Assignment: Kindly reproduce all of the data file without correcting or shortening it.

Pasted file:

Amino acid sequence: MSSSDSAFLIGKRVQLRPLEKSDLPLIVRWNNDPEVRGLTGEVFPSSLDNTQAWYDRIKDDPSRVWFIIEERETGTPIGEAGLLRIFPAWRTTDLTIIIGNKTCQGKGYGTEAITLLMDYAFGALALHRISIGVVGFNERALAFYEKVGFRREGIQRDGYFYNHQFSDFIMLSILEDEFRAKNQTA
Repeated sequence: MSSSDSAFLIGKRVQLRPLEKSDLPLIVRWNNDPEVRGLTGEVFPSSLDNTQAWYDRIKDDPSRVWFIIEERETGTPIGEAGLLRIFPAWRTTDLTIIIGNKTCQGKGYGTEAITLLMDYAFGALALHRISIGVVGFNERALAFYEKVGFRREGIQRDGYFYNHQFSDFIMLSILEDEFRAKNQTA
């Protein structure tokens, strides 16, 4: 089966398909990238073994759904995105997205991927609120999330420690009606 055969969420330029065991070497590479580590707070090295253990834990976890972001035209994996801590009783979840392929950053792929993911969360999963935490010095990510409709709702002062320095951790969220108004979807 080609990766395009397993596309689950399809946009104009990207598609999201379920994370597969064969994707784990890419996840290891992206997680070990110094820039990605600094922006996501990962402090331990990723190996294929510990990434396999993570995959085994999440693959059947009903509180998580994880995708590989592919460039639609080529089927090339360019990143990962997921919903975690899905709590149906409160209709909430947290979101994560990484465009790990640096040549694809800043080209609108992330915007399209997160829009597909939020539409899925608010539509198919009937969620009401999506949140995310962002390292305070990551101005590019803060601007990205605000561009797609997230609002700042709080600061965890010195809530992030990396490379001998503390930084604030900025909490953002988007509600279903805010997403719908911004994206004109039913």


Amino acid sequence: MSSSDSAFLIGKRVQLRPLEKSDLPLIVRWNNDPEVRGLTGEVFPSSLDNTQAWYDRIKDDPSRVWFIIEERETGTPIGEAGLLRIFPAWRTTDLTIIIGNKTCQGKGYGTEAITLLMDYAFGALALHRISIGVVGFNERALAFYEKVGFRREGIQRDGYFYNHQFSDFIMLSILEDEFRAKNQTA
Repeated sequence: MSSSDSAFLIGKRVQLRPLEKSDLPLIVRWNNDPEVRGLTGEVFPSSLDNTQAWYDRIKDDPSRVWFIIEERETGTPIGEAGLLRIFPAWRTTDLTIIIGNKTCQGKGYGTEAITLLMDYAFGALALHRISIGVVGFNERALAFYEKVGFRREGIQRDGYFYNHQFSDFIMLSILEDEFRAKNQTA
């Protein structure tokens, strides 16, 4: 089966398909990238073994759904995105997205991927609120999330420690009606 055969969420330029065991070497590479580590707070090295253990834990976890972001035209994996801590009783979840392929950053792929993911969360999963935490010095990510409709709702002062320095951790969220108004979807 080609990766395009397993596309689950399809946009104009990207598609999201379920994370597969064969994707784990890419996840290891992206997680070990110094820039990605600094922006996501990962402090331990990723190996294929510990990434396999993570995959085994999440693959059947009903509180998580994880995708590989592919460039639609080529089927090339360019990143990962997921919903975690899905709590149906409160209709909430947290979101994560990484465009790990640096040549694809800043080209609108992330915007399209997160829009597909939020539409899925608010539509198919009937969620009401999506949140995310962002390292305070990551101005590019803060601007990205605000561009797609997230609002700042709080600061965890010195809530992030990396490379001998503390930084604030900025909490953002988007509600279903805010997403719908911004994206004109039913």